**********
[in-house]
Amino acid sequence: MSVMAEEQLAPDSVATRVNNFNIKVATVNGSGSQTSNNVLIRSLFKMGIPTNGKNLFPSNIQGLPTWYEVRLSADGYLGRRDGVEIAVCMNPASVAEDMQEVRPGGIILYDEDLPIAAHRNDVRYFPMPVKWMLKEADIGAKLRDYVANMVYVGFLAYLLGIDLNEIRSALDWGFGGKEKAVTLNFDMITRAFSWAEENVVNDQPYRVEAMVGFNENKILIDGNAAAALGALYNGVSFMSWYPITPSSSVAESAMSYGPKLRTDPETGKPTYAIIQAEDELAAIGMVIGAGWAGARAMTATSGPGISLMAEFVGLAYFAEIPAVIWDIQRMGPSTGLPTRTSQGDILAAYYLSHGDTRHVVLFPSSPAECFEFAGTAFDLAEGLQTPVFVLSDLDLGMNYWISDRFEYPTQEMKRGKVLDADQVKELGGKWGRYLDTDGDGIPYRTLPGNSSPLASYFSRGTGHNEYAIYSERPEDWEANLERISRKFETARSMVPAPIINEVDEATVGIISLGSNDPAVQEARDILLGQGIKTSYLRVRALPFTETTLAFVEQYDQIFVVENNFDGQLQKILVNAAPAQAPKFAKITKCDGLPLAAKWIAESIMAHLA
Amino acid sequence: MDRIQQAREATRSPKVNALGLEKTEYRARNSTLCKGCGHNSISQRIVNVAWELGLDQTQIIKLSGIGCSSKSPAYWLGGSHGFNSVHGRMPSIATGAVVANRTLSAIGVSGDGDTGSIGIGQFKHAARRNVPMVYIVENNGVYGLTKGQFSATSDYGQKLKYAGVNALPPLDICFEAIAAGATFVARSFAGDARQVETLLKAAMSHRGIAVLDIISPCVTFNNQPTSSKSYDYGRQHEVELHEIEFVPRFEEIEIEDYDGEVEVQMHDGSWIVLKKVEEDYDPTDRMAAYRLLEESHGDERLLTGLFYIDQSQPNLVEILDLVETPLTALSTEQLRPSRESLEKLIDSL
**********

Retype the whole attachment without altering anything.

[in-house]
Amino acid sequence: MSVMAEEQLAPDSVATRVNNFNIKVATVNGSGSQTSNNVLIRSLFKMGIPTNGKNLFPSNIQGLPTWYEVRLSADGYLGRRDGVEIAVCMNPASVAEDMQEVRPGGIILYDEDLPIAAHRNDVRYFPMPVKWMLKEADIGAKLRDYVANMVYVGFLAYLLGIDLNEIRSALDWGFGGKEKAVTLNFDMITRAFSWAEENVVNDQPYRVEAMVGFNENKILIDGNAAAALGALYNGVSFMSWYPITPSSSVAESAMSYGPKLRTDPETGKPTYAIIQAEDELAAIGMVIGAGWAGARAMTATSGPGISLMAEFVGLAYFAEIPAVIWDIQRMGPSTGLPTRTSQGDILAAYYLSHGDTRHVVLFPSSPAECFEFAGTAFDLAEGLQTPVFVLSDLDLGMNYWISDRFEYPTQEMKRGKVLDADQVKELGGKWGRYLDTDGDGIPYRTLPGNSSPLASYFSRGTGHNEYAIYSERPEDWEANLERISRKFETARSMVPAPIINEVDEATVGIISLGSNDPAVQEARDILLGQGIKTSYLRVRALPFTETTLAFVEQYDQIFVVENNFDGQLQKILVNAAPAQAPKFAKITKCDGLPLAAKWIAESIMAHLA
Amino acid sequence: MDRIQQAREATRSPKVNALGLEKTEYRARNSTLCKGCGHNSISQRIVNVAWELGLDQTQIIKLSGIGCSSKSPAYWLGGSHGFNSVHGRMPSIATGAVVANRTLSAIGVSGDGDTGSIGIGQFKHAARRNVPMVYIVENNGVYGLTKGQFSATSDYGQKLKYAGVNALPPLDICFEAIAAGATFVARSFAGDARQVETLLKAAMSHRGIAVLDIISPCVTFNNQPTSSKSYDYGRQHEVELHEIEFVPRFEEIEIEDYDGEVEVQMHDGSWIVLKKVEEDYDPTDRMAAYRLLEESHGDERLLTGLFYIDQSQPNLVEILDLVETPLTALSTEQLRPSRESLEKLIDSL